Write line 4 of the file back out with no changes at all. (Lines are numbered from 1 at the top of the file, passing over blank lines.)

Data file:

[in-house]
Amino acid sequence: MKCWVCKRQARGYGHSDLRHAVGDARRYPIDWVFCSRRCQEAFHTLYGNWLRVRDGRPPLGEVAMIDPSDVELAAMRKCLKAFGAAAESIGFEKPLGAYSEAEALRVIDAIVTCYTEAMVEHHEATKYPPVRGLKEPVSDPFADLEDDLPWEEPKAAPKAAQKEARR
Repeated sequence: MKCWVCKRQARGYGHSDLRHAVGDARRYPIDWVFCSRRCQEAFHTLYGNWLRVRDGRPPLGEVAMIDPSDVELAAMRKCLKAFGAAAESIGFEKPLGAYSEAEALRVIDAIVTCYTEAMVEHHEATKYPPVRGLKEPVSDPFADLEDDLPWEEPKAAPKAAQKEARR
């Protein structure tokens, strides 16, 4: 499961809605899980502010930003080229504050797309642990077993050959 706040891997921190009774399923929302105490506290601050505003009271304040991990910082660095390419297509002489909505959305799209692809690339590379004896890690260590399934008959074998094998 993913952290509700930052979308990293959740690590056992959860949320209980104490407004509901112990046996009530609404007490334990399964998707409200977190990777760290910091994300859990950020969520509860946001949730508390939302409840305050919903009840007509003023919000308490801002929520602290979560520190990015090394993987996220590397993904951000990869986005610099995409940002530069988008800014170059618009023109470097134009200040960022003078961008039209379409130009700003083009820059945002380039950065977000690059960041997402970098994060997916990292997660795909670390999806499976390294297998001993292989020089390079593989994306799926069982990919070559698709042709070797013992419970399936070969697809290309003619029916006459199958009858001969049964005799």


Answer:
């Protein structure tokens, strides 16, 4: 499961809605899980502010930003080229504050797309642990077993050959 706040891997921190009774399923929302105490506290601050505003009271304040991990910082660095390419297509002489909505959305799209692809690339590379004896890690260590399934008959074998094998 993913952290509700930052979308990293959740690590056992959860949320209980104490407004509901112990046996009530609404007490334990399964998707409200977190990777760290910091994300859990950020969520509860946001949730508390939302409840305050919903009840007509003023919000308490801002929520602290979560520190990015090394993987996220590397993904951000990869986005610099995409940002530069988008800014170059618009023109470097134009200040960022003078961008039209379409130009700003083009820059945002380039950065977000690059960041997402970098994060997916990292997660795909670390999806499976390294297998001993292989020089390079593989994306799926069982990919070559698709042709070797013992419970399936070969697809290309003619029916006459199958009858001969049964005799």